The seal on a hydraulic cylinder piston significantly influences its performance. Poor sealing can affect the piston’s functionality and lifespan.
In severe cases, it can also impact the overall use and longevity of the hydraulic cylinder. Therefore, the sealing of hydraulic cylinder pistons should be given due attention.
The seal, typically installed on the piston, primarily serves to seal the gap between the piston and the cylinder barrel, preventing hydraulic oil leakage. Basic requirements for the sealing device include excellent sealing performance that improves with increasing pressure.
Additionally, it should have low friction resistance, oil resistance, corrosion resistance, wear resistance, a long life, and be easy to manufacture and disassemble.
Hydraulic cylinders mainly use seal rings for sealing. Commonly used seal rings include O-shaped, V-shaped, Y-shaped, and composite types. The materials used for these seals are oil-resistant rubber, nylon, and polyurethane.
1. O-ring seal
The O-ring is primarily used for static sealing. It is conveniently installed and cost-effective, capable of operating within a temperature range of -40 to 120°C. However, compared to lip seals, it exhibits greater motion resistance and is prone to twisting during dynamic sealing. Therefore, it is generally not used independently for hydraulic cylinder dynamic sealing but combined with other sealing components.
During the installation of any seal, an appropriate amount of pre-compression must be ensured. If it’s too small, it cannot seal; if it’s too large, the friction increases, and it is more likely to be damaged. Consequently, the groove size and surface precision for seal installation must be strictly safeguarded as per the data given in the relevant manuals.
In dynamic sealing, when the pressure exceeds 10 MPa, the O-ring can get squeezed into the gap and get damaged. To prevent this, a back-up ring made of polytetrafluoroethylene (PTFE) or nylon, with a thickness of 1.25-2.5mm, should be placed on the low-pressure side of the O-ring.
If it is subject to high pressure from both directions, back-up rings should be added on both sides. The structure is depicted in the following diagram.
2. V-Shaped Seals
The cross section of a V-ring, also known as a V-shaped seal, is V-shaped as shown in the diagram below.
The V-shaped seal assembly consists of a compression ring, V-ring, and support ring. When the operating pressure exceeds 10MPa, the number of V-rings can be increased to enhance sealing efficiency. During installation, the opening of the V-ring should face the side with higher pressure.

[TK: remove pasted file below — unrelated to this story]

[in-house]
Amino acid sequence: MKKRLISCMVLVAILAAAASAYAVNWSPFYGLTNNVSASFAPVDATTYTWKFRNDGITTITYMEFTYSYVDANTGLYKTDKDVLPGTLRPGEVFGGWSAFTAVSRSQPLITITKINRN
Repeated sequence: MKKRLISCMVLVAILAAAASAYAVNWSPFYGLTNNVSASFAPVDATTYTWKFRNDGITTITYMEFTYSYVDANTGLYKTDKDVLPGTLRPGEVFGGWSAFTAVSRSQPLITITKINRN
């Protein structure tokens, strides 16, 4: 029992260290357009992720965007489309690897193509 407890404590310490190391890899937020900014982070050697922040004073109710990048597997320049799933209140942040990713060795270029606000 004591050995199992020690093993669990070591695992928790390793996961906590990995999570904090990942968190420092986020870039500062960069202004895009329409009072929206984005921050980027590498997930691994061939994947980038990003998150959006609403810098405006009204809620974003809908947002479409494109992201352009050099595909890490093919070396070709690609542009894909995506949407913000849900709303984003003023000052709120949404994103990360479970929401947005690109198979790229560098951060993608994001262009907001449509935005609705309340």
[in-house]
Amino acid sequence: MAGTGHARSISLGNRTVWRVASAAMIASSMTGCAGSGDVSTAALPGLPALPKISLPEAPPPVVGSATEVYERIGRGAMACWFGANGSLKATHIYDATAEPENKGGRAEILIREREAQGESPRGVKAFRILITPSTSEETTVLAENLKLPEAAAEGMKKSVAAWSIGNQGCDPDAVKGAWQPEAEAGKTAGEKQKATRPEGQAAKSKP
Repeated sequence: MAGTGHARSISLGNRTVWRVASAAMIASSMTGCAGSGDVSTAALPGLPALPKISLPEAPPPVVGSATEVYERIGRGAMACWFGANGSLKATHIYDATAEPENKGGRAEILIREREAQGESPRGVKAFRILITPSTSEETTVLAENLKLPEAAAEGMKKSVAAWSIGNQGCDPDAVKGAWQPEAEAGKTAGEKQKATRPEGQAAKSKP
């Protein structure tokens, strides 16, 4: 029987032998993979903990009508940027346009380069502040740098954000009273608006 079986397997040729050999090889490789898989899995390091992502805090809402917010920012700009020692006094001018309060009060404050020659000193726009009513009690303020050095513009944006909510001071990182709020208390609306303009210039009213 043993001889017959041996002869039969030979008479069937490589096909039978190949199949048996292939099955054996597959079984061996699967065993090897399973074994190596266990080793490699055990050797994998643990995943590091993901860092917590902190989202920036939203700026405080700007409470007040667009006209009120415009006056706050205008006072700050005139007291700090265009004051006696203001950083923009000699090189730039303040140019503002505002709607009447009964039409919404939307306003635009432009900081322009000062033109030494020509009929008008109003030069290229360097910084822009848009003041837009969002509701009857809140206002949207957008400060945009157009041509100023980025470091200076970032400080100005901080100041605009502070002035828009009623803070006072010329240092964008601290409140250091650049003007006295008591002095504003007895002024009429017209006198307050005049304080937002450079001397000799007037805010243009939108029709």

V-shaped seals exhibit excellent sealing performance, high-pressure resistance, and long lifespan. By adjusting the clamping force, optimal sealing effects can be achieved.
However, V-shaped seals have relatively high frictional resistance and large structural dimensions, and are primarily used for reciprocating motion sealing of piston rods. They are suitable for operation under conditions with a working pressure of p>50MPa and temperatures ranging from -40 to 80℃.
3. Y-shaped Sealing Rings
Y-shaped (YX) rings, also known as Y-rings, have a Y-shaped cross-section, and are categorized as lip-type seals. These seals are known for their excellent sealing properties, stability, pressure resistance, low friction, and long lifespan, making them widely utilized. Y-rings are primarily used for reciprocating motion seals.
Depending on the ratio of length to width in the cross-section, Y-rings can be classified into two forms: wide cross-section and narrow cross-section. The figure below illustrates a wide cross-section Y-shaped sealing ring.
The sealing function of the Y-ring relies on the intimate contact of its lip edge with the coupling surface, and it generates a significant contact pressure under the influence of hydraulic oil to achieve the sealing objective. As hydraulic pressure increases, the lip edge adheres more tightly to the coupling surface, the contact pressure is higher, and the sealing performance is better.
When installing the Y-ring, the lip mouth end surface should face the side with high hydraulic pressure. When the pressure changes significantly or the sliding speed is high, a support ring should be used to secure the seal ring, as shown in the figure below.
Broad cross-section Y-rings are typically suitable for applications where the working pressure is less than 20 MPa, while narrow cross-section Y-rings are generally appropriate for operations under a working pressure less than 32 MPa.
4. Selection of Hydraulic Cylinder Piston Seals
Commonly, Y-type seals are selected for hydraulic cylinder pistons. If the cylinder operates at a high speed and under medium to high pressure, a Glyd ring should be chosen — this is a combination of a rubber O-ring and a PTFE ring.
For high-pressure cylinders operating at slower speeds, where internal leakage needs to be strictly controlled and pressure retention is required, V-type combined seals can be selected.
If both high speed and high pressure are required, along with pressure retention, a tailored seal design will be necessary – the specific plan should be determined based on the specific circumstances. For low-pressure cylinders requiring pressure retention, rubber material should be selected.